|Patrick Harvie MSP (Most Sensible Participant)|
I notice that on Twitter there are a few people apparently keen to publicise the fact that they didn't watch the "Big Debate" on BBC1 Scotland last night. I did. And I find myself feeling a bit envious of those who didn't. It wasn't all that big and it sure as hell wasn't a debate.
The ringmaster was Isabel Fraser and taking part were Patrick Harvie of the Scottish Greens; Anas Sarwar for Labour; SNP Deputy Leader, Nicola Sturgeon; and Ruth Davidson embarrassing herself on behalf of the Scottish Tories - many of whom would wake up this morning sore from cringing.
And, of course, the real stars of the show, the live audience. Of which more later.
I won't be providing a blow-by-blow account of the ensuing shambles. I refuse to relive the experience. In summary, Ruth Davidson had nothing of consequence to say and seemed to be there mainly to talk over Nicola Sturgeon every time she tried to answer a question. Isabel Fraser should have tugged Davidson's choke-chain early on, but failed to do so. Sturgeon was calm and quietly competent, trying to give straight answers to questions but severely hampered by the incessant drone in her left ear issuing from Ruth the Mooth.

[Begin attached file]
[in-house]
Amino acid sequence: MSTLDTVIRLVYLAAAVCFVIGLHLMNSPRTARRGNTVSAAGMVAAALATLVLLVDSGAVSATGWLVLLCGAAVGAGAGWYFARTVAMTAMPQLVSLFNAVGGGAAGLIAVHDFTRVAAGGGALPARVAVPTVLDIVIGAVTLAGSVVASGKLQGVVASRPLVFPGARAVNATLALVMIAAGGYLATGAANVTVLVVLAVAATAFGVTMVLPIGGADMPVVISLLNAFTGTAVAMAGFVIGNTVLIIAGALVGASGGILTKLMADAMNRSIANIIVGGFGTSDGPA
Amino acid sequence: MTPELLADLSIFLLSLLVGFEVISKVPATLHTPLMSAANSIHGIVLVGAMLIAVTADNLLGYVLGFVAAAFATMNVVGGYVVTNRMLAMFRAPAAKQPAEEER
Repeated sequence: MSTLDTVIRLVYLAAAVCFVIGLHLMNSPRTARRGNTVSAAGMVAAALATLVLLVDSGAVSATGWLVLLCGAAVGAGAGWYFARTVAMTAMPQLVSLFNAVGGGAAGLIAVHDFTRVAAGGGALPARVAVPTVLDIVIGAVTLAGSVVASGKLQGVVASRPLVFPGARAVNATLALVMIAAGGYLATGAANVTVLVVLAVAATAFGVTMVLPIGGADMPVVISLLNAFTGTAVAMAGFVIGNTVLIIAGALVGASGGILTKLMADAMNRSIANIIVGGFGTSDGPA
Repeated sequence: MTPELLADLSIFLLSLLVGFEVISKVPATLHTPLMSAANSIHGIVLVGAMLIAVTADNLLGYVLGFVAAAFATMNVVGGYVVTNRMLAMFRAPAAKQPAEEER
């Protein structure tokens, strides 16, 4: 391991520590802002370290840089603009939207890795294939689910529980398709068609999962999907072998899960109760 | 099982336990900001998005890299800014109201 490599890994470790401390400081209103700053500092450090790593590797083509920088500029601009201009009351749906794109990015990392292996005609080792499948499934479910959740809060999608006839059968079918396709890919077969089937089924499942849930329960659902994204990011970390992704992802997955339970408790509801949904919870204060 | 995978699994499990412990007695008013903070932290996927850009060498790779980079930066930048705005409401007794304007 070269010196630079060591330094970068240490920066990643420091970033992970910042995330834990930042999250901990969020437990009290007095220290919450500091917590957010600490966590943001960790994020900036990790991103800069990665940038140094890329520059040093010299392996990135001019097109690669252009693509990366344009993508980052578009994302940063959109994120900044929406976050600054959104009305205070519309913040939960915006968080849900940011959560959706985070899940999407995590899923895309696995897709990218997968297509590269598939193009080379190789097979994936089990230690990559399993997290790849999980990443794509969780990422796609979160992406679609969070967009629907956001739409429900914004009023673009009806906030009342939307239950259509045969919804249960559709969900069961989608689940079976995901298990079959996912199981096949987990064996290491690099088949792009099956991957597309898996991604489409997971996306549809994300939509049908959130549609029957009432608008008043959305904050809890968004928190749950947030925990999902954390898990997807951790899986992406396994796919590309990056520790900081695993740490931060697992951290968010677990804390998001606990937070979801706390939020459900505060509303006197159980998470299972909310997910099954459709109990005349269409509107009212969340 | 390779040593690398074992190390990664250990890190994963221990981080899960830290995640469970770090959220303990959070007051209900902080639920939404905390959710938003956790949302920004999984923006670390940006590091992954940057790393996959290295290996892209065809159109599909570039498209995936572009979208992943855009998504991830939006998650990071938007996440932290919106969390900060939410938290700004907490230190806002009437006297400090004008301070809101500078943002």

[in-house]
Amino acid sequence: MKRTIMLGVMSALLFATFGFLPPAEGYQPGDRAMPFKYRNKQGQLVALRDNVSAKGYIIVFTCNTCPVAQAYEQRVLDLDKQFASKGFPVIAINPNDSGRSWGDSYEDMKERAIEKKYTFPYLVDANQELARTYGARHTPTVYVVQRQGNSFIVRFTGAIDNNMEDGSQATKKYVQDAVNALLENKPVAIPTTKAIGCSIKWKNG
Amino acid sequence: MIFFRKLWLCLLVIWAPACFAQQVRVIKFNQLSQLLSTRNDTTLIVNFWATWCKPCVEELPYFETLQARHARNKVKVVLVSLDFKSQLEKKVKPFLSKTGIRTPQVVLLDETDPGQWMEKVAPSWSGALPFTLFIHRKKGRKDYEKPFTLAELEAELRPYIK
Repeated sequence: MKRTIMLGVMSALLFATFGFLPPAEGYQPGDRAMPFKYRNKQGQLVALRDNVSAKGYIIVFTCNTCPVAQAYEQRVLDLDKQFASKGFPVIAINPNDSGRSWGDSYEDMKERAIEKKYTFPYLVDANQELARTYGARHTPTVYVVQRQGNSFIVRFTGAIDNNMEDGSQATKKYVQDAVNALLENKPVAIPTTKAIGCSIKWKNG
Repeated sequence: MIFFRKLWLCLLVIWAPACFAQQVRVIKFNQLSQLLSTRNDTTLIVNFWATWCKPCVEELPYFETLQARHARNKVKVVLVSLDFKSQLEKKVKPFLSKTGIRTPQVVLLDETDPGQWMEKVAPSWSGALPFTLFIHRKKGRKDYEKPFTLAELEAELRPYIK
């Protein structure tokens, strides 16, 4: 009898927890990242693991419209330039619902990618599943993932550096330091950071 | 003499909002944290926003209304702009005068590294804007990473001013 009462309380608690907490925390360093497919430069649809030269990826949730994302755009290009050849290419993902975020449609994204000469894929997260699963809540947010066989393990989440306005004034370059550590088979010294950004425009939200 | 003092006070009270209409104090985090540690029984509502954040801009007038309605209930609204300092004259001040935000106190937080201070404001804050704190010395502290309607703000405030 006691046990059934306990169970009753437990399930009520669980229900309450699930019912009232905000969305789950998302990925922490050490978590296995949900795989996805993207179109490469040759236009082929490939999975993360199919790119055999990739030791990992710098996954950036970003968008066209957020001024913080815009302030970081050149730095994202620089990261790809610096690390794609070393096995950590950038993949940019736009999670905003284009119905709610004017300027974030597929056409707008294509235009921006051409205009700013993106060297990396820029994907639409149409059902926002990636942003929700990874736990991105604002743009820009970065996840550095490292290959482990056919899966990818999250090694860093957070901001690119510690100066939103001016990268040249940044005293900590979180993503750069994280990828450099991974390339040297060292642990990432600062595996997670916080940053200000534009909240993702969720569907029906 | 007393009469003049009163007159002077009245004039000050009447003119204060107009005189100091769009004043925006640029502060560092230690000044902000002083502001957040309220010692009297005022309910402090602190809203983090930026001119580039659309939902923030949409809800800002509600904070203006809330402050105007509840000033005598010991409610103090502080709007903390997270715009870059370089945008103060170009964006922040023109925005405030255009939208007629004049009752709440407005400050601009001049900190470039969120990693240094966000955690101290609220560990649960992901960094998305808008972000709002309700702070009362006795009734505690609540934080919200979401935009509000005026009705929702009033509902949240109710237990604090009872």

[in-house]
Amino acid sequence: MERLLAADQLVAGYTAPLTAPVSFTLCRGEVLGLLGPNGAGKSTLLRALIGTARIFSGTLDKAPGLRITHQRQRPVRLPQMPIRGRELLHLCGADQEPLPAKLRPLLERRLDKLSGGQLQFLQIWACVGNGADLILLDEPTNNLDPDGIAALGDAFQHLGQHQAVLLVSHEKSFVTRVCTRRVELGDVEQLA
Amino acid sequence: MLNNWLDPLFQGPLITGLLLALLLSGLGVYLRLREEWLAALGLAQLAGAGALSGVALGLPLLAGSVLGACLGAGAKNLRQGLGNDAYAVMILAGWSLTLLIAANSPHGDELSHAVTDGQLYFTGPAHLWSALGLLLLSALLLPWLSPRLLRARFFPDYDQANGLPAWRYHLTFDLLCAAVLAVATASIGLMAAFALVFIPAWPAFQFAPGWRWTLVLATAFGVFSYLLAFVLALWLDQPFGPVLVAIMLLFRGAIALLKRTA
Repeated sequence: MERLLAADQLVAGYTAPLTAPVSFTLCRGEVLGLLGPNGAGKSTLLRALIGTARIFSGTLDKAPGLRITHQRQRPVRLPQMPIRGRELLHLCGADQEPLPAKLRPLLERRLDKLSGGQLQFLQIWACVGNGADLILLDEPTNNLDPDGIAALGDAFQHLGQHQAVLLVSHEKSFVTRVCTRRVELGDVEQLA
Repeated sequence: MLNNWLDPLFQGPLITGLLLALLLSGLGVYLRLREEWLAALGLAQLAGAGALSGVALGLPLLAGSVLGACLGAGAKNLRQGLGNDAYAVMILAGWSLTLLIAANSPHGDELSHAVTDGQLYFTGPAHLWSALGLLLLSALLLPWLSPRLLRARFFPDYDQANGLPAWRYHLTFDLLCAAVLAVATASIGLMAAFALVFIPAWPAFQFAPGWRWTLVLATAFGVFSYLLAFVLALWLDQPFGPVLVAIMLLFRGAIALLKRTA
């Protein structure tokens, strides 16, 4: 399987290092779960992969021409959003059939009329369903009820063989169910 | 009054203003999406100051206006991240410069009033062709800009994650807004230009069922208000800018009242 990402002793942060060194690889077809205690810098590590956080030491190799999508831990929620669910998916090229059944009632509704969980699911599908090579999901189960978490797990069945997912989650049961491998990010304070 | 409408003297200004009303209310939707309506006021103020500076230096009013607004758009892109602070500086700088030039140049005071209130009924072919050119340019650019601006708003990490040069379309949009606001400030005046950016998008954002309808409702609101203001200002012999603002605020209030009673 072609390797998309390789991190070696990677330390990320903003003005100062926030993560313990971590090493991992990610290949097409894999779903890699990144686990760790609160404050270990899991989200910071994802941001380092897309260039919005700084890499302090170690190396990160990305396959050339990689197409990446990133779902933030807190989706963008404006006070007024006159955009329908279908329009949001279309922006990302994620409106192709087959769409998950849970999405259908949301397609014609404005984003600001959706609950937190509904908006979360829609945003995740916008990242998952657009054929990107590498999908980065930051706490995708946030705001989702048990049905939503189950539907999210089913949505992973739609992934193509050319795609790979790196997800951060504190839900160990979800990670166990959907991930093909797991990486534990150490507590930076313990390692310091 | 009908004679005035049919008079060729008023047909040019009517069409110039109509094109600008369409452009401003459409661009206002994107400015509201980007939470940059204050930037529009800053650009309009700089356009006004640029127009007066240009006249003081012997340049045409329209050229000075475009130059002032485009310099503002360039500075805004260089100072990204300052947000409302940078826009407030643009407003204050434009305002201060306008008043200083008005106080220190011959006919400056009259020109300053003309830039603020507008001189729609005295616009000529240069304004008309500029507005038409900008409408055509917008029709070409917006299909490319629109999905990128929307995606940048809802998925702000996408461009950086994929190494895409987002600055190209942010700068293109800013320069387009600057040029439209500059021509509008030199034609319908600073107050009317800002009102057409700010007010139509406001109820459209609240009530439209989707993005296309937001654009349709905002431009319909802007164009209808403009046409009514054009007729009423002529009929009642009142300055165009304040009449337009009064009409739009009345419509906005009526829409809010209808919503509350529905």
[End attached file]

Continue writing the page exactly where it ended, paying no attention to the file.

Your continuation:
Davidson's double-act partner, Anas Sarwar, was in full scaremonger mode and most of what he had to say seemed to be based on the notion that the rUK would be inclined to adopt an aggressively punitive attitude to an independent Scotland. His "vision" of the future looked a lot less like a social union and more like protracted low-level economic warfare. On the subject of Trident, in particular, Sarwar simply couldn't conjure a veil big enough to cover Labour's sickening hypocrisy.
Undoubted star of the event was Patrick Harvie. To be fair, he did get a bit of an easy ride as the Tory/Labour unionist alliance's soul-sucking negativity was channelled into their obsession with attacking the SNP. But, having said this, Harvie did not come out best only because he was allowed to speak and we were permitted to hear him. What he had to say was both interesting and, dare I say it, more than a little inspirational.
I will admit to having been rather dubious about Harvie's role as an advocate for independence. He always came across as being intent on emphasising the policy differences between the Greens and the SNP rather than their shared commitment on the constitutional issue. He seemed to be more interested in telling people he's "not a nationalist" than telling people he was in favour of independence. All of that was, of course, in the context of party politics. But there was always the concern that Harvie might carry this adversarial attitude into the "big tent" of the YES campaign. I had visions of him spending most of his time complaining long and loud about the tent and the people in it, insisting that he didn't really belong there, all to the detriment of the campaign. Happily, my concerns appear have been unfounded.